The IRA: What did Washington do?

This is the first in a three-part series on the new Inflation Reduction Act. It offers a general assessment of the law followed by a more detailed summary of its green initiatives. Part two of this series will deal with income enhancers in the law, while part three will discuss the implications of its health care rules.

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Washington’s Inflation Reduction Act (IRA) has come into force. Despite its name, the legislation makes only half-hearted moves toward controlling inflation. It focuses on Washington’s favorite green initiatives and aims to promote them with a series of grants and loan guarantees as well as tax breaks for individuals and businesses. It extends certain health care benefits to low-income Americans and some low-income Americans. And he aims to pay for it all by raising corporate taxes and using a beefed-up Internal Revenue Service (IRS) enforcement to collect more from everyone.

Federal spending under this act will increase by some $435 billion over the next five years. New taxes and law enforcement, proponents of the law say, will more than offset these expenditures, so budget deficits will shrink over time. This is the official position, but skepticism remains. The administration of the new corporate tax seems so complex that there will be a major slippage in the amount collected, and the $80 billion for IRS enforcement is unlikely to pay for expenses much less a net increase in income. The highly regarded Penn-Wharton budget model determined that the legislation will not have much effect on inflation and provide no deficit relief. Moreover, the Congressional Budget Office (CBO) sees a “negligible effect on inflation” of this legislation and no significant reduction in deficits.

Green initiatives absorb the bulk of legislation spending – some $385 billion over the next five years. The law offers generous tax benefits and some $40 billion in loan guarantees to promote carbon capture and “clean hydrogen” in power plants (regardless of energy source). It also offers tax credits and loan guarantees for nuclear power generation as well as “clean vehicles” of all kinds. This support would extend to biogas projects and the use of fuel cells as well as energy storage technologies, including carbon capture and sequestration. It would support advanced manufacturing in a similar way. Some $2 billion in direct loans would go towards the construction and modification of electricity transmission facilities. The law permits the transfer of credits to unrelated parties, but only in certain circumstances. It repeals the Trump-era moratorium on offshore wind leases.

The IRA also aims to reduce greenhouse gas emissions by 40% by 2030. This effort gives the Department of Energy (DOE) the authority to advance a range of grants and rebates, as well as direct loans and cooperative agreements to pay up to half the costs of promising projects. Some would aim to improve the efficiency of household heating and cooling systems as well as appliances, with $1 billion earmarked for “affordable housing”. Some $60 billion would go to what the legislation calls “environmental justice initiatives” through which it would target benefits in previously underserved neighborhoods. The legislation also allocates some $27 billion to the Environmental Protection Agency (EPA) to provide financial and technical support for projects that promise to reduce greenhouse gas emissions. The Department of Agriculture would get funding to do the same in agriculture, while automakers would get $6 billion to produce hybrid and plug-in electric vehicles in the United States.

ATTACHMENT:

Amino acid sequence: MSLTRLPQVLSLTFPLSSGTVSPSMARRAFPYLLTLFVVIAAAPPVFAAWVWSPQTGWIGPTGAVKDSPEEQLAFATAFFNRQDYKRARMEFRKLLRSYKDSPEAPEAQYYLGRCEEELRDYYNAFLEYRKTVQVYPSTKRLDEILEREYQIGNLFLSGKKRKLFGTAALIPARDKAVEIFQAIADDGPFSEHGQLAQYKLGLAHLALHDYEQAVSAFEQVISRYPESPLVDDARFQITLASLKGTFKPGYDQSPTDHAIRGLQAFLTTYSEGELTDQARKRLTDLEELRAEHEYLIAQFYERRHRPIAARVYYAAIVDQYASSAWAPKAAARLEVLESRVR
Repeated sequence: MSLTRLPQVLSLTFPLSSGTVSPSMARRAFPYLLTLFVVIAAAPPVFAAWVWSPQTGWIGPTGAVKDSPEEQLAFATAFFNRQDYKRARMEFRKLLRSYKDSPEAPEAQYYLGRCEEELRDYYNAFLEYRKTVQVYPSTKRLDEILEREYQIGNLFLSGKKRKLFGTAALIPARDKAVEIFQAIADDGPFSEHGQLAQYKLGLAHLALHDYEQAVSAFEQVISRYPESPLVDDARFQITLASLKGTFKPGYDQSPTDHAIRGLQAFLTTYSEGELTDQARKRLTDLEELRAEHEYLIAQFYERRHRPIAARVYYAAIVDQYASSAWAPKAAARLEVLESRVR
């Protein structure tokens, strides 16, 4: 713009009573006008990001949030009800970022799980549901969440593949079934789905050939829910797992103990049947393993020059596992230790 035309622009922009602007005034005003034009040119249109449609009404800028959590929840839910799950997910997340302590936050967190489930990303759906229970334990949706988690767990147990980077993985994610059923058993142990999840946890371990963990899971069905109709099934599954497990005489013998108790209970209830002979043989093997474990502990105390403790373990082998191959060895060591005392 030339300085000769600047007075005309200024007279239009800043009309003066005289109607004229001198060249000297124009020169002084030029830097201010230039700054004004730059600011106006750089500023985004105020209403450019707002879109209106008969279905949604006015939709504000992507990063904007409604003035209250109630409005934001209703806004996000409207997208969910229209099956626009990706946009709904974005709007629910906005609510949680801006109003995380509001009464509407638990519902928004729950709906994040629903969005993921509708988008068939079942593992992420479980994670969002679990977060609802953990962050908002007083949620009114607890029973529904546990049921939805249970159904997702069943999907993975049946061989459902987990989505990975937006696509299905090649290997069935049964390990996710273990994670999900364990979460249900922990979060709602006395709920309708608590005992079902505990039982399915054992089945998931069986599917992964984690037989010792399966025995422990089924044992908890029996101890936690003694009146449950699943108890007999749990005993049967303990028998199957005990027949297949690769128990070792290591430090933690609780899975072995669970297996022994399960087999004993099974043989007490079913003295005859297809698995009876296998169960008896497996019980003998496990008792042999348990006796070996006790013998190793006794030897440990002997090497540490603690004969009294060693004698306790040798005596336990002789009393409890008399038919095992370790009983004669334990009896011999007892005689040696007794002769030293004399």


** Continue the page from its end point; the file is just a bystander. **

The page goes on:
Centralized control is the subject of this part of the legislation. The heads of all the agencies involved have considerable discretion over what activities could be supported and how they might be eligible. In other words, Washington would direct not only the focus on production, but how people can pursue it.

It would seem that in the face of this quest for government command and control, complexity and expense, practical people would prefer something simpler and probably more efficient. A carbon tax would do that. By making the emission of greenhouse gases costly, such a tax would trigger a wide variety of efforts to limit fuel use and emissions. Every American would look for ways to reduce their carbon footprint. Instead of listing the IRA’s favorite technologies and commands on how to use them, this kind of general effort would engage everyone’s imagination. He would also proceed with more vigor than the dictates of the IRA could possibly muster. Moreover, a carbon tax would replace the huge expense of this law with additional revenue, perhaps enough to provide Americans with other needed benefits or even a reduction in other tax burdens. However, Washington is unlikely to consider such an approach. Politicians and bureaucrats love command and control too much.

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